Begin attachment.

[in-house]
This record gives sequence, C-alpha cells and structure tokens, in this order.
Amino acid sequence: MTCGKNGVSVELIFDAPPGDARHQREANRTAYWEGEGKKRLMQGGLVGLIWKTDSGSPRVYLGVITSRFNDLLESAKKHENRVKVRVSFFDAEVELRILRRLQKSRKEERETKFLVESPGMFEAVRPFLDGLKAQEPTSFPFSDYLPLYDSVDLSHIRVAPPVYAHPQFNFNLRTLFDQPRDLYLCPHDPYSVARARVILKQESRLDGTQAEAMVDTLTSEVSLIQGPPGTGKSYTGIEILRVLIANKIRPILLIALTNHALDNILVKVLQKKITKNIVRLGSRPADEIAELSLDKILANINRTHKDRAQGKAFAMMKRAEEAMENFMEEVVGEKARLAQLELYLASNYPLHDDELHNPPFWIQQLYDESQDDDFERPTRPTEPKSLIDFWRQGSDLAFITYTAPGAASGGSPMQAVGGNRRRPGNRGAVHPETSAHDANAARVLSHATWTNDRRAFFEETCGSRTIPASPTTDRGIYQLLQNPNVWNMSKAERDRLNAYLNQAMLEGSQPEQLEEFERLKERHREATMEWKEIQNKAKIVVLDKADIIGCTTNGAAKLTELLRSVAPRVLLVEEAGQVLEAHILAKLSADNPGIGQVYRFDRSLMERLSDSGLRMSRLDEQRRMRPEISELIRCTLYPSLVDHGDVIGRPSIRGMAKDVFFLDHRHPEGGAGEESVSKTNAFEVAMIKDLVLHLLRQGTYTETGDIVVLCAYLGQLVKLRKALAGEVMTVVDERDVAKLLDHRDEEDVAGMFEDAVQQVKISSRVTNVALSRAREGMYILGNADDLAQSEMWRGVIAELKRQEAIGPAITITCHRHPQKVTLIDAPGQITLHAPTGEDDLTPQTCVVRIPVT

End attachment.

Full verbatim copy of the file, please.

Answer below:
[in-house]
This record gives sequence, C-alpha cells and structure tokens, in this order.
Amino acid sequence: MTCGKNGVSVELIFDAPPGDARHQREANRTAYWEGEGKKRLMQGGLVGLIWKTDSGSPRVYLGVITSRFNDLLESAKKHENRVKVRVSFFDAEVELRILRRLQKSRKEERETKFLVESPGMFEAVRPFLDGLKAQEPTSFPFSDYLPLYDSVDLSHIRVAPPVYAHPQFNFNLRTLFDQPRDLYLCPHDPYSVARARVILKQESRLDGTQAEAMVDTLTSEVSLIQGPPGTGKSYTGIEILRVLIANKIRPILLIALTNHALDNILVKVLQKKITKNIVRLGSRPADEIAELSLDKILANINRTHKDRAQGKAFAMMKRAEEAMENFMEEVVGEKARLAQLELYLASNYPLHDDELHNPPFWIQQLYDESQDDDFERPTRPTEPKSLIDFWRQGSDLAFITYTAPGAASGGSPMQAVGGNRRRPGNRGAVHPETSAHDANAARVLSHATWTNDRRAFFEETCGSRTIPASPTTDRGIYQLLQNPNVWNMSKAERDRLNAYLNQAMLEGSQPEQLEEFERLKERHREATMEWKEIQNKAKIVVLDKADIIGCTTNGAAKLTELLRSVAPRVLLVEEAGQVLEAHILAKLSADNPGIGQVYRFDRSLMERLSDSGLRMSRLDEQRRMRPEISELIRCTLYPSLVDHGDVIGRPSIRGMAKDVFFLDHRHPEGGAGEESVSKTNAFEVAMIKDLVLHLLRQGTYTETGDIVVLCAYLGQLVKLRKALAGEVMTVVDERDVAKLLDHRDEEDVAGMFEDAVQQVKISSRVTNVALSRAREGMYILGNADDLAQSEMWRGVIAELKRQEAIGPAITITCHRHPQKVTLIDAPGQITLHAPTGEDDLTPQTCVVRIPVT